1.Throughout the book when Starr is called brave she is quick to deny that she is. Why do you think Starr was so against people saying she was brave?
2.Why was Maverick’s change of heart towards moving out of Garden Heights such an important part in the book?
3.What are your thoughts/ feelings on Iesha by the end of the book? Do you believe she loved her kids? Why or why not?
4.The book ends on a rather optimistic note despite the grim events that took place the night of the grand jury’s decision. Why do you think author Angie Thomas decided to end the book that way?
“I think it’ll change one day. How? I don’t know. When? I definitely don’t know. Why? Because there will always be someone ready to fight. Maybe it’s my turn.Others are fighting too, even in the Garden, where sometimes it feels like there’s not a lot worth fighting for. People are realizing and shouting and marching and demanding. They’re not forgetting. I think that’s the most important part.” (457)
“And to every kid in Georgetown and in all “the Gardens” of the world: your voices matter, your dreams matter, your lives matter. Be roses that grow in the concrete.”(462)
I thought this quote was important because this is essentially the lesson Starr learns by the end of the book. She learns what it truly means to use her voice and how her voice will continue to be her most powerful weapon in fighting for what she believes in. Which I think is what author Angie Thomas wants us to take away from the book. Only time will tell when police brutality against black people and people of color will truly come to an end. However, as long as people continue to keep hope alive and keep fighting against racial injustice, eventually their voices will be heard. But until that day everyone should continue to #Saytheirnames.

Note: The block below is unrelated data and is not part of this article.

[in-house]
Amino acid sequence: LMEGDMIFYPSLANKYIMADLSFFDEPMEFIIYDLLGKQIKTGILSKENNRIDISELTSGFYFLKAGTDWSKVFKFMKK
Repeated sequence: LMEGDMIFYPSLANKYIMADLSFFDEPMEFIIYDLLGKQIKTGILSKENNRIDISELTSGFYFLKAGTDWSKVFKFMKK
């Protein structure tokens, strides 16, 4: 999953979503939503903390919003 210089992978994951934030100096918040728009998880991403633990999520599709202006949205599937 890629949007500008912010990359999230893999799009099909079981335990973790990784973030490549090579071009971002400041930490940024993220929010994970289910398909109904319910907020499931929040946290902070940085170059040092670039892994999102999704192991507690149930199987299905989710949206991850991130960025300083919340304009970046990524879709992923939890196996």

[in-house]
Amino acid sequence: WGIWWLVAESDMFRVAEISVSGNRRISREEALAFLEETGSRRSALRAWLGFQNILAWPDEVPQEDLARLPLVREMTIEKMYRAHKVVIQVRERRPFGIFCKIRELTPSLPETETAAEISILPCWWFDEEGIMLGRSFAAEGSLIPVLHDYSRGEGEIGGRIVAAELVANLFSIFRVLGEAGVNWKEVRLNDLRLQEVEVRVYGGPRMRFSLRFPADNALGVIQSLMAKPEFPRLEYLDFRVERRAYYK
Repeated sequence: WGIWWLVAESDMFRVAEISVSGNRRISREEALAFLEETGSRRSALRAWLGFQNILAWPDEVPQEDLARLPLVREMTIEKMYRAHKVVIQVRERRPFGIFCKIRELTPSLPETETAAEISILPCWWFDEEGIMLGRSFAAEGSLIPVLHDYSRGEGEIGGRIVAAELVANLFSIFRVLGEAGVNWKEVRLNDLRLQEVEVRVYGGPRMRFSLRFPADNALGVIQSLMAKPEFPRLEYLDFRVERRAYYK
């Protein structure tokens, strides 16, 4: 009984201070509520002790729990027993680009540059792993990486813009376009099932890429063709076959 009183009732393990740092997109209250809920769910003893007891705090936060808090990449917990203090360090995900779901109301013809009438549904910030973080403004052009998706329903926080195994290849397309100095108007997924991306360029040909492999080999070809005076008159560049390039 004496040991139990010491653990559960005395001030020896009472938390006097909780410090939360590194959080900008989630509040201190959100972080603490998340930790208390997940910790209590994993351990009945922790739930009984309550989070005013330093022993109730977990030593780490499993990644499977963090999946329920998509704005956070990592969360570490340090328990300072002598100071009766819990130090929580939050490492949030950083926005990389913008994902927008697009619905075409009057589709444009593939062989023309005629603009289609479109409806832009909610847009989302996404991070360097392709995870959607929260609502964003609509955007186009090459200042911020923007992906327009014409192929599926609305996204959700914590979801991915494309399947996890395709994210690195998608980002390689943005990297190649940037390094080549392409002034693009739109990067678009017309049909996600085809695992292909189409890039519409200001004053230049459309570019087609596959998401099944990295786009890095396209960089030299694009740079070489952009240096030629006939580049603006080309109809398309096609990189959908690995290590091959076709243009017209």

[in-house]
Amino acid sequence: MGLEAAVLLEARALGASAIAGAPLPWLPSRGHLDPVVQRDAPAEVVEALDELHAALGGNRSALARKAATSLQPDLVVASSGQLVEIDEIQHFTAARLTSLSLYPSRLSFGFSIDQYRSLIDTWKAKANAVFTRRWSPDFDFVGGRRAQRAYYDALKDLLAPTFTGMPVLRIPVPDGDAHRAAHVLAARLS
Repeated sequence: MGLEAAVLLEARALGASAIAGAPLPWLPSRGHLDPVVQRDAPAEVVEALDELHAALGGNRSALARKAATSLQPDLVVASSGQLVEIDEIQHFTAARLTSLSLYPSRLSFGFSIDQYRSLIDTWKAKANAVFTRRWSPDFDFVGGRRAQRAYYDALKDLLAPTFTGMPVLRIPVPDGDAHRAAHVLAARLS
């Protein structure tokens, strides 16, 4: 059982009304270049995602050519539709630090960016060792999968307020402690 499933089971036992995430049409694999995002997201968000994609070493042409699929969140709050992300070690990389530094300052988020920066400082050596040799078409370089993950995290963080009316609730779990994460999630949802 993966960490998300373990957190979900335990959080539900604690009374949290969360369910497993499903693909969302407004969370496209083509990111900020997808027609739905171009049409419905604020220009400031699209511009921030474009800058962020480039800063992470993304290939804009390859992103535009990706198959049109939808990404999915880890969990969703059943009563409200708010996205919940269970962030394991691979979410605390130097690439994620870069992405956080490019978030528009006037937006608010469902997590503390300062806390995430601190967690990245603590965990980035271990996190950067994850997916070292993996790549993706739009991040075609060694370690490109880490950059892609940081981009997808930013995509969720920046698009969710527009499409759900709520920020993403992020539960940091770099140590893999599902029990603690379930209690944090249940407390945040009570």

I chose this quote because of how beautiful the message author Angie Thomas writes in the acknowledgement was and how it tied up the end of the book. Not only is “The Hate U Give” a book that teaches its readers about important topics such as police brutality and microaggression; this book has such a strong representation of what it means to be black and a person of color in America. There are people in the world that feel they need to split themselves in half the same way Starr did at Williamson and at home. There are people that are currently growing up in a place similar to garden heights. There are people who once knew a Khalil or a Natasha. Thomas’s decision to end the book, telling readers to be the rose that grew in the concrete, speaks directly to those that relate to this story in some way. This message celebrates the people who grew up or are growing up in a place with few resources; that they matter too, despite the odds that are stacked against them.